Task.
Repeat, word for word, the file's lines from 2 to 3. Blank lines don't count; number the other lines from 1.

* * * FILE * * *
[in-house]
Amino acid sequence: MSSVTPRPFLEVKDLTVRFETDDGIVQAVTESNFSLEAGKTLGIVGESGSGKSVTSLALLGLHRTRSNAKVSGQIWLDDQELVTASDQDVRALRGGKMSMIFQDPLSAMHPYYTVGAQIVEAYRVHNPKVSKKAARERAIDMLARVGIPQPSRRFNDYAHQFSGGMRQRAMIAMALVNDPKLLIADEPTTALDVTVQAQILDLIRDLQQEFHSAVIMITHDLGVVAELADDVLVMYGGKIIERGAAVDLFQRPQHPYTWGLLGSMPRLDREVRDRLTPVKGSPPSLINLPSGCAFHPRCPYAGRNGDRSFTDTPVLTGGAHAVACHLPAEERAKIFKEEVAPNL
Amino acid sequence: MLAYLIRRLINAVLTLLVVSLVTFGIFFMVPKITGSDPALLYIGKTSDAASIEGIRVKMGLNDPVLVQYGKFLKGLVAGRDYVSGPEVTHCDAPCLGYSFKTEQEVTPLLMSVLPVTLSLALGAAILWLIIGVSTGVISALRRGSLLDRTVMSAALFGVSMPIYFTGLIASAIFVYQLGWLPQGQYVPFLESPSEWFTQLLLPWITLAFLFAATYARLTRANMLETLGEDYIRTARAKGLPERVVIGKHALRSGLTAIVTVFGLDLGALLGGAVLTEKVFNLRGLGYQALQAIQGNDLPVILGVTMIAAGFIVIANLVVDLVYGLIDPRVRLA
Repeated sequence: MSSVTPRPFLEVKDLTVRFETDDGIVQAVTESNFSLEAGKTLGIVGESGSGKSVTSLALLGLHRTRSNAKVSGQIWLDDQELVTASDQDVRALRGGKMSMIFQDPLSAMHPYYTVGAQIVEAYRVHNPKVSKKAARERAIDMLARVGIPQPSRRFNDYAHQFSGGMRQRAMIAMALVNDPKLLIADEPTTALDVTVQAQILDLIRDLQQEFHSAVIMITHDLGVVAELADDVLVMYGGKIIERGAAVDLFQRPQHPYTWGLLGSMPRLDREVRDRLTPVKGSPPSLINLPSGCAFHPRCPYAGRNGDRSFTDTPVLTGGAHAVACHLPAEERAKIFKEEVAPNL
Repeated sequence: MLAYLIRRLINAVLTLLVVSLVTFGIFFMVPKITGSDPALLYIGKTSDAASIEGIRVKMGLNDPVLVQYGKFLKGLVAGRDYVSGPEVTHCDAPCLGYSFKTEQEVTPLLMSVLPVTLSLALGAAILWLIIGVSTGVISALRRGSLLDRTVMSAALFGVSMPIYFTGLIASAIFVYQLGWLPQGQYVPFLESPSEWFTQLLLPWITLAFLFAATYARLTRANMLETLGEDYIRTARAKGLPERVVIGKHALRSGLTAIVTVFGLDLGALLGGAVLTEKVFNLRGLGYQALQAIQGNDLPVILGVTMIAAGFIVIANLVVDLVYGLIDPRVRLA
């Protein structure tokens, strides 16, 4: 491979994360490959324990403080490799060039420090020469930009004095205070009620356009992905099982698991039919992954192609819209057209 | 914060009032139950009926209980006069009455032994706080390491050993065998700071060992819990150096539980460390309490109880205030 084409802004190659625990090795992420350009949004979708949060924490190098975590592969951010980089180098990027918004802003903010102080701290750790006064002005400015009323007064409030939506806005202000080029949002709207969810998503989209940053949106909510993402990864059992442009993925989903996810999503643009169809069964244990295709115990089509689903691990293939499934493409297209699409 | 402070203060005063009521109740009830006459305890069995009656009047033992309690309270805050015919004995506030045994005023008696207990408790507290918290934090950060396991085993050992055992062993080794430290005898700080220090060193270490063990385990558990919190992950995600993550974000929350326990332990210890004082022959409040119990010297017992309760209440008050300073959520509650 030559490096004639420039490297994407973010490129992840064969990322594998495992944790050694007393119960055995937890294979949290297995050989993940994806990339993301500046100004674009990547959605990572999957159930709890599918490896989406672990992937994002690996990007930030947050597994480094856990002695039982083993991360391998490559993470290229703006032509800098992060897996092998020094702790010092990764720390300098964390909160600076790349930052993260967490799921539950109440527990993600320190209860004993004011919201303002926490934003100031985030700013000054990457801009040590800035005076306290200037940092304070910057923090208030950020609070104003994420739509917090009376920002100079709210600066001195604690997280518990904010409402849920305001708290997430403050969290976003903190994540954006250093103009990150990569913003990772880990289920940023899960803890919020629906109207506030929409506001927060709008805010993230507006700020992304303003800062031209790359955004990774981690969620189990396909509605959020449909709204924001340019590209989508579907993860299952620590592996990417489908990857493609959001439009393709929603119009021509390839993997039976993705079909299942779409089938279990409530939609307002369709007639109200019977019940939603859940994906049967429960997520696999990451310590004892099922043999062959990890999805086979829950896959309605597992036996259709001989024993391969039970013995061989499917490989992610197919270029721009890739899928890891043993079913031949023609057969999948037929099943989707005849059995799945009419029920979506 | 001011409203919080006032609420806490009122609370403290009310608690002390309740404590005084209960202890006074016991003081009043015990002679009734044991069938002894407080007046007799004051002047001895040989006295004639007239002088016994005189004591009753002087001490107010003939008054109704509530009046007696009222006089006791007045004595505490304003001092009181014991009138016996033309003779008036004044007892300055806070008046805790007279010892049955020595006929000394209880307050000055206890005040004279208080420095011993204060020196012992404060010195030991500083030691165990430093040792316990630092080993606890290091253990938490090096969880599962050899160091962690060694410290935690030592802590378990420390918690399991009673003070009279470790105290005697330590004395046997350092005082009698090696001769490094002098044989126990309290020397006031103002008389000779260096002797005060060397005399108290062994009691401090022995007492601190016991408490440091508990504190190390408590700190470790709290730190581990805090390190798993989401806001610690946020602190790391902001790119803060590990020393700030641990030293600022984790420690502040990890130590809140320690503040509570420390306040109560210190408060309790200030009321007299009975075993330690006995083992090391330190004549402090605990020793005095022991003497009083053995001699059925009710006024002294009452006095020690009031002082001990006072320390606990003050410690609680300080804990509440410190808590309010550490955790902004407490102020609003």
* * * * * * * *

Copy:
Amino acid sequence: MSSVTPRPFLEVKDLTVRFETDDGIVQAVTESNFSLEAGKTLGIVGESGSGKSVTSLALLGLHRTRSNAKVSGQIWLDDQELVTASDQDVRALRGGKMSMIFQDPLSAMHPYYTVGAQIVEAYRVHNPKVSKKAARERAIDMLARVGIPQPSRRFNDYAHQFSGGMRQRAMIAMALVNDPKLLIADEPTTALDVTVQAQILDLIRDLQQEFHSAVIMITHDLGVVAELADDVLVMYGGKIIERGAAVDLFQRPQHPYTWGLLGSMPRLDREVRDRLTPVKGSPPSLINLPSGCAFHPRCPYAGRNGDRSFTDTPVLTGGAHAVACHLPAEERAKIFKEEVAPNL
Amino acid sequence: MLAYLIRRLINAVLTLLVVSLVTFGIFFMVPKITGSDPALLYIGKTSDAASIEGIRVKMGLNDPVLVQYGKFLKGLVAGRDYVSGPEVTHCDAPCLGYSFKTEQEVTPLLMSVLPVTLSLALGAAILWLIIGVSTGVISALRRGSLLDRTVMSAALFGVSMPIYFTGLIASAIFVYQLGWLPQGQYVPFLESPSEWFTQLLLPWITLAFLFAATYARLTRANMLETLGEDYIRTARAKGLPERVVIGKHALRSGLTAIVTVFGLDLGALLGGAVLTEKVFNLRGLGYQALQAIQGNDLPVILGVTMIAAGFIVIANLVVDLVYGLIDPRVRLA